President Joe Biden on Friday urged his party to quickly pass legislation lowering the cost of prescription drugs and health care insurance ― and to set aside the rest of his economic and climate agenda in Congress for now.
It’s a bitter blow for Democrats who had hoped to take robust action to fight climate change and expand the social safety net. But it’s one made of political necessity.
With Sen. Joe Manchin’s (D-W.Va.) opposition to new spending aimed at combatting climate change ― something he argues would contribute to record inflation ― and looming health insurance premium hikes this fall, Biden was forced to accept reality and swallow a slimmed-down bill that would give Democrats a big legislative victory ahead of November’s midterm elections.
The president urged passage of the legislation this month and pledged to take “strong executive action” to address the climate crisis.
“After decades of fierce opposition from powerful special interests, Democrats have come together, beaten back the pharmaceutical industry and are prepared to give Medicare the power to negotiate lower drug prices and to prevent an increase in health insurance premiums for millions of families with coverage under the Affordable Care Act,” Biden said in a statement issued by the White House.
“Families all over the nation will sleep easier if Congress takes this action. The Senate should move forward, pass it before the August recess, and get it to my desk so I can sign it,” he added.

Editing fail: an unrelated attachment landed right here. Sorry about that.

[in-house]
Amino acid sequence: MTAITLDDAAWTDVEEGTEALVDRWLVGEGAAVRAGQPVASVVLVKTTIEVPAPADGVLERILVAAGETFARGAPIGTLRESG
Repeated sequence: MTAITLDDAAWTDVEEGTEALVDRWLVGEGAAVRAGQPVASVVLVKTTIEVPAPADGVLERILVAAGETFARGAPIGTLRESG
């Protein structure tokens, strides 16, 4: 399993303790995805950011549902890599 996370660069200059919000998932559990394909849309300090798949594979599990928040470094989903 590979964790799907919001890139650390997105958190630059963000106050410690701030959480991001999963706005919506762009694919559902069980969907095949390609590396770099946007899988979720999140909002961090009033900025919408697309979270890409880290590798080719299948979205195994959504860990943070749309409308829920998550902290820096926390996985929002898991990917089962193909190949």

The drug pricing reforms would be the biggest step in decades to address health care costs. The proposal would require Medicare to negotiate prices of some drugs directly with manufacturers, leveraging the social insurance program’s massive buying power to wring savings from drugmakers.
The new proposal would also cap a Medicare patient’s out-of-pocket expenses at $2,000 per year.
In addition to the prescription drug plan, Manchin also agreed to support a temporary, two-year extension of Affordable Care Act subsidies to help keep health insurance costs from increasing this year. Democrats worried that voters would get hit by insurance premium hikes before the election if they failed to take action.
“It’s not prudent to do the other right now,” Manchin said Friday, referring to climate provisions sought by Democrats.
Democrats reacted with shock and anger to the news that Manchin had balked on several provisions they said he had already agreed to ― at least before a historically bad consumer price spending report that was released this week.
“It’s infuriating and nothing short of tragic that Senator Manchin is walking away, again, from taking essential action on climate. The world is literally burning up while he joins every single Republican to stop strong action to cut emissions,” Sen. Tina Smith (D-Minn.) said in a statement.
Rep. Jared Huffman (D-Colo.) suggested Manchin wasn’t acting in good faith during the course of a year-long negotiation with Democrats.
“We have made concession upon concession. In response to his request, we’ve taken him at his word even as he continued to break his word. And I think now we’re at a point where we have to stop empowering this puppet of the coal industry to be his own branch of government,” Huffman said Friday, referring to Manchin’s cozy ties to the oil and gas industry.
Democrats and climate activists are calling on Biden to take a number of executive actions to tackle climate change, including by declaring a national emergency over climate. It’s unclear how much of it would survive the conservative 6-3 majority on the Supreme Court, which recently kneecapped the Environmental Protection Agency’s power to regulate greenhouse gases.
Still, executive actions could signal to voters ― especially younger ones who already hold skeptical views of Biden ― that he is committed to addressing the climate crisis.
Getting the scaled-back health care bill to Biden’s desk is no sure thing yet, either. Democrats hold a very slim majority in the House, so it only takes a few members to derail legislation. If progressives decide to reject Manchin’s offer, the party may not get anything passed before November.
Jonathan Nicholson contributed to this report.